In one of those “If You Give a Pig a Pancake” moments, I decided to replace my cables for the coast-to-coast trip. I figured I’d do those before the season, since there could be some stretching and adjustment needed. I’d replace the chain closer to the ride date, and mount fresh tires for the trip. So it was in March that the bike first went up on the stand…

When I put the bike up on the stand, I realized it was dirty. No sense putting clean parts on a dirty bike, so cleaning comes first. If you’re going to clean anyway, you might as well take off some parts to get at the dirt…

Calvin and Hobbes, copyright Bill Watterston 1993

Cable fishing

One of the more fun aspects of owning a bike with internally-routed cables is actually routing those cables. If you’ve ever tried it, you know I’m being facetious. Park Tools makes a kit for the job. Unfortunately, their expensive tool does not work on some bikes. One of their options is a plastic sleeve that goes over the cable end and attaches to a guide. Another is a thin cable with a magnet on the end to thread through the tube and attract your cable end. The problem there is that the opening at the end of my chain stay is smaller than Park’s guide and magnet. A third option is a magnet to run along the outside of your tubing to attract and guide the cable. The problem there is that high quality cables are stainless steel and therefore not magnetic. What to do?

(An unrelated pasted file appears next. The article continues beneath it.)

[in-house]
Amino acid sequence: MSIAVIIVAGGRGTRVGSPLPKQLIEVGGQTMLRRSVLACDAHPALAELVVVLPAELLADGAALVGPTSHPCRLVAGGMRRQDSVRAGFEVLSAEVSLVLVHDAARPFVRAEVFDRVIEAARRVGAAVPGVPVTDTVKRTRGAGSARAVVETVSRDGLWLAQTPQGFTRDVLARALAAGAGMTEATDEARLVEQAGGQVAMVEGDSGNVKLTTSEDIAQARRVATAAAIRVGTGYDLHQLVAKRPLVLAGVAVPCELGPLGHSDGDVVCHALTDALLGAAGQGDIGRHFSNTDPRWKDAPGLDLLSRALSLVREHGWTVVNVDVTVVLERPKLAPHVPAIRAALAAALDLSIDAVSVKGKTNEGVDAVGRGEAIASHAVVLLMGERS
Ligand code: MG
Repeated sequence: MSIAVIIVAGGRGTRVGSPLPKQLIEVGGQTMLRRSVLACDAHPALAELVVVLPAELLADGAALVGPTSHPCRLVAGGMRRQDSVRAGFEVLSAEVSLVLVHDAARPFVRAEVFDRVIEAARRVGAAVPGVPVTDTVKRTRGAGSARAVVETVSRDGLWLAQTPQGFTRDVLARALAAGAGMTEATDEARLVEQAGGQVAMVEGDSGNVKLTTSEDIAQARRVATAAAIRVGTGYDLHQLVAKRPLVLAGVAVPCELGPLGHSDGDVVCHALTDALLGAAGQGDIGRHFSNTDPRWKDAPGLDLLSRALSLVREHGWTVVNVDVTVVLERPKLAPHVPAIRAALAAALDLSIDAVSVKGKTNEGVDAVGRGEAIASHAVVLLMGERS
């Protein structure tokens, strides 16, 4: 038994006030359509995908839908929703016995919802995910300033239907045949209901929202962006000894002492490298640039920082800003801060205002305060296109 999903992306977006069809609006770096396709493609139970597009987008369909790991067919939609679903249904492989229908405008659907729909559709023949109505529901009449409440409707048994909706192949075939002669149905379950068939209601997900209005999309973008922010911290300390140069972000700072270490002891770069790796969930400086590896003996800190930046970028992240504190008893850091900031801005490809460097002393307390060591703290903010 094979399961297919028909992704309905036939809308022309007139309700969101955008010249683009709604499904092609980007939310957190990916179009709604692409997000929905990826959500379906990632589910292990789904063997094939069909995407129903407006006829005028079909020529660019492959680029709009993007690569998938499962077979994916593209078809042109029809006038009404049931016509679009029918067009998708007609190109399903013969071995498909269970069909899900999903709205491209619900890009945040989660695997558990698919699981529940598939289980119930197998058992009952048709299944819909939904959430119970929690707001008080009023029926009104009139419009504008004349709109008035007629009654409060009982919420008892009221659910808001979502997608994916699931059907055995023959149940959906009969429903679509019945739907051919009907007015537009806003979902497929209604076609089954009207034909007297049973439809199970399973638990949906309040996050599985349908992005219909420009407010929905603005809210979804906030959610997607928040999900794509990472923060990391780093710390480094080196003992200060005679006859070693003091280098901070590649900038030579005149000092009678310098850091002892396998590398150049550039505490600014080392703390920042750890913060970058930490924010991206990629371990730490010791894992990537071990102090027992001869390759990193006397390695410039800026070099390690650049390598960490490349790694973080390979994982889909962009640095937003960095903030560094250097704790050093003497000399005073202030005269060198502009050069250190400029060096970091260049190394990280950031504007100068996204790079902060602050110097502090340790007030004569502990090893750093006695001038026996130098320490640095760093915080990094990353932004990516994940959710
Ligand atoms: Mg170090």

I fabricated a series of tools from old spokes that accomplish these and other tasks.

Here are the tools. How they work will follow.

Trying to route cables using your old housing but you don’t want to redo your bar tape and the cable won’t go? The tool at the top will do the trick.